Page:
In fact, Sakawa’s mission is to deliver a nice little piece of fine china to the Emperor in the Capital. But Sakawa is a drunk and his two attendants are charged with keeping him sober until the little cup is delivered. When he does get drunk, he is transformed into a deadly asshole, bullying some innocent merchants. When Sakawa encounters the merchants again, he has no memory of the event and sees their fear of him as strangely respectful.

BLOODY SPEAR AT MOUNT FUJI blows open the social world surrounding the murderous power of the Samurai. The most telling scene is the open air tea ceremony in which three travelling Lords block the main thoroughfare callously delaying hundreds of other travelers. They stopped to admire the majesty of Mount Fuji, but are treated to the aroma of explosive diarrhea of the young boy accompanying the Samurai.

It is the absurdity and contradiction of the social order that gives Sakawa something to brood upon. Witnessing the sheer accident of apprehending the thief, for which Sakawa is singled out for accommodation even though he did nothing to help, coupled with the reward of a piece of paper expressing “feudal lord” thanks, Sakawa begins to see societal injustice.

The lie at the center of society is finally exploded during the last brutal, chaotic scene of the movie. The action scene, whereby we come to learn how the spear bloodies itself, is a dance of rage, luck, and pure war. As Gonpachi flays around, stabbing and thrusting, he wins the day not by masterful skill or single slicing, but through chaos against drunken opponents. And in the end, even this slaughter, is denied official existence – since no Samurai would allow himself to be slain by a lowly attendant.

Hell Fest (2018)

IMG_1220Made for the Halloween market, Gregory Plotkin’s HELL FEST is not a bad movie, nor is it a good one either. It is effective as 89 minutes of distraction.

The plot is about as predictable and lame as plots come, although it tells a coherent, easily understandable horror story. Basically, a killer is loose in a haunted house “experience” and he targets our group of college age models.

The visuals are effective, the acting competent, and the terror is not overwrought. There are no scenes where the killer magically teleports across vast spaces. The security is dismissive, but not overly stupid. And final rampage, while stupid, does achieve its lame purpose of giving the final girls a few moments of heroism.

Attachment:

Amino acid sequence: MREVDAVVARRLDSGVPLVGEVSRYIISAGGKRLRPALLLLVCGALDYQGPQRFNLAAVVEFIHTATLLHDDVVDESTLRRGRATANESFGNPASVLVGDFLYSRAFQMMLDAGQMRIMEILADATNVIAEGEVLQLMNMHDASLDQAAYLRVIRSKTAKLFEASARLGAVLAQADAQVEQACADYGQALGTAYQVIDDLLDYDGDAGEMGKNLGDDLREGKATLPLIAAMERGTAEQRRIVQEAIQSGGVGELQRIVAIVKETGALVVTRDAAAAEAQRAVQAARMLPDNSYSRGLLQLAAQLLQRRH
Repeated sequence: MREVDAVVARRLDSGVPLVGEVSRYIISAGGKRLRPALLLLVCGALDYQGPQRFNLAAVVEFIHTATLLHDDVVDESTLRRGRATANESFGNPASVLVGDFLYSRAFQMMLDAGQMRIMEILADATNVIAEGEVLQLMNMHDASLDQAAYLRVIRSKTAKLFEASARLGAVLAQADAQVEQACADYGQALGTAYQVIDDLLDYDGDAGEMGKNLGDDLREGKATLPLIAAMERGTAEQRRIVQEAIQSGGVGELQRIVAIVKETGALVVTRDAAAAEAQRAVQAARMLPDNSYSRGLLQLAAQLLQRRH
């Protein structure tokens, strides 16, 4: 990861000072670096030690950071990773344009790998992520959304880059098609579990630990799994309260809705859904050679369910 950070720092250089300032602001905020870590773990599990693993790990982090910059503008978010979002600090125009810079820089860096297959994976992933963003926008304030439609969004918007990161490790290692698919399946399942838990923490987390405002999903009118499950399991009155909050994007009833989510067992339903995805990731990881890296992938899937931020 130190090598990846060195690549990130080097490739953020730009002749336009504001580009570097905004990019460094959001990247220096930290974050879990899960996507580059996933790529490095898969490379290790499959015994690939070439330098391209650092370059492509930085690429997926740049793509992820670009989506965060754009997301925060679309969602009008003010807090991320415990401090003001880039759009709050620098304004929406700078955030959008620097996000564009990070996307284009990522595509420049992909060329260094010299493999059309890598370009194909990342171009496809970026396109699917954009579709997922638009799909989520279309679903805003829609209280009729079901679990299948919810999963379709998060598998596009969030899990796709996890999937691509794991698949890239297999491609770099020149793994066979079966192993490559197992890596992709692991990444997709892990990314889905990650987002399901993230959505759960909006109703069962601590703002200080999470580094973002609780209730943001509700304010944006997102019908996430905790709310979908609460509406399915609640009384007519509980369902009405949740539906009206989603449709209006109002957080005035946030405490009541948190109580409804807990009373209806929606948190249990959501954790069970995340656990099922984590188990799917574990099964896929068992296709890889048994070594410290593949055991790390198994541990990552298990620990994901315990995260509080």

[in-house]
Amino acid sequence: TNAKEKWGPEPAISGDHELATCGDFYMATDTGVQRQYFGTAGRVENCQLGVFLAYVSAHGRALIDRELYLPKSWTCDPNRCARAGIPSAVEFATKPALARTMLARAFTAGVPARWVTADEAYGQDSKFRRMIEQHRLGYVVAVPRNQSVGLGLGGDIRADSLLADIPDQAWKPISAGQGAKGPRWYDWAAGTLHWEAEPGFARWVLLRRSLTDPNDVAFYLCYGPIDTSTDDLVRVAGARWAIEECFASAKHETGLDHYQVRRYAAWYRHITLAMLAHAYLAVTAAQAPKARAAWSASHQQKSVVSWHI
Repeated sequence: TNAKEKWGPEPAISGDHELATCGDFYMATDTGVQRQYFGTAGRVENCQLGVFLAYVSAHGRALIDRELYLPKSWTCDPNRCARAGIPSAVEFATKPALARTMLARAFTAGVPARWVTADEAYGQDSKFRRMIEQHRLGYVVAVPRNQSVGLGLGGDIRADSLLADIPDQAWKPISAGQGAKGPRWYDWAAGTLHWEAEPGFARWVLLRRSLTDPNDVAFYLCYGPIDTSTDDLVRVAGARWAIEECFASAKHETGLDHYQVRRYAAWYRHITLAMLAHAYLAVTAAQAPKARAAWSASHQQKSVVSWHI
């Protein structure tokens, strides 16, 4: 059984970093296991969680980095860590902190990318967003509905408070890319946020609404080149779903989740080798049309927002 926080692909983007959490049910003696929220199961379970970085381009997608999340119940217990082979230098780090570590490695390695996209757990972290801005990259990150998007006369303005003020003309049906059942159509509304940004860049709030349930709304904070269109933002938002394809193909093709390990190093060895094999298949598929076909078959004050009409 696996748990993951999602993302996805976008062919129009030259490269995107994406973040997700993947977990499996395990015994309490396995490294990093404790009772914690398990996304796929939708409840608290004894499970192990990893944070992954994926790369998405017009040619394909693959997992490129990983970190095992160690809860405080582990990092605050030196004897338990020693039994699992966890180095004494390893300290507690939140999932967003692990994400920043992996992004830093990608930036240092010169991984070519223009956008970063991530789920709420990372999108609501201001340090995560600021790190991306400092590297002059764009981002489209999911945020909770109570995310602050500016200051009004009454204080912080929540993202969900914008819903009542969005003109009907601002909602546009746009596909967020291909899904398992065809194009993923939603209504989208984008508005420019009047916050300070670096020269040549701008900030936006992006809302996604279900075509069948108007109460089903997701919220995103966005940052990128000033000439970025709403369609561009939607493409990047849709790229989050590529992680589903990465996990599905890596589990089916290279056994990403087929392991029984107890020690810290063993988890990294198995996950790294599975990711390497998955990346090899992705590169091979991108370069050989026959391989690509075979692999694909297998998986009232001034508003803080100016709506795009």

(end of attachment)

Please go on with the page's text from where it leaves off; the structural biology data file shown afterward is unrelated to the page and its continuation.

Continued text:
I puzzle over the enthusiasm that the “slasher” genre still engenders. Back when the horror market was flooded with invincible giants chopping up 20-somethings, audiences were lamenting the loss of the traditional “monster” movies. Complaining that slasher jerks were one note amateurs – hack and slash the nearly nude – without any real atmosphere or horror.

HELL FEST is a competent addition to the slasher genre and that maybe why horror fans give it such a bad time…

Wake in Fright (1971)

coin flipIn my quest to see all the Donald Pleasance movies, I put Ted Kotcheff’s WAKE IN FRIGHT into my Netflix queue and promptly forgot about it. So when it showed up at home, I was confused why I wanted to watch it.

But gosh, boy, I sure am glad I did. Wowee.

This is the story of an elitist, embittered, and general all around jerk Outback school teacher who dreams of fleeing his sun-baked one room school house for the cosmopolitan sophistication of London. But first he needs to go on winter holiday…

Utterly contemptuous of his fellow Australians, especially the lower working class blokes, he ends up losing all his money in a bar gambling game and getting stuck in a small mining town. The local drunks and perverts gladly take him in – keeping him drunk and disordered for the remainder of his holiday.

Donald Pleasence is amazing as a debased, alcoholic doctor who serves as the primary guardian and guide to Gary Bond’s travelling teacher. The mining town vacation consists of increasingly dingy bars, sweating shacks, and dust caked blood stains. The movie’s action is filthy hangovers, ripped clothing, and everything ends up soaked in cheap beer. WAKE IN FRIGHT captures the heatwave incoherence of alcoholism – more than a binge but a way of existing.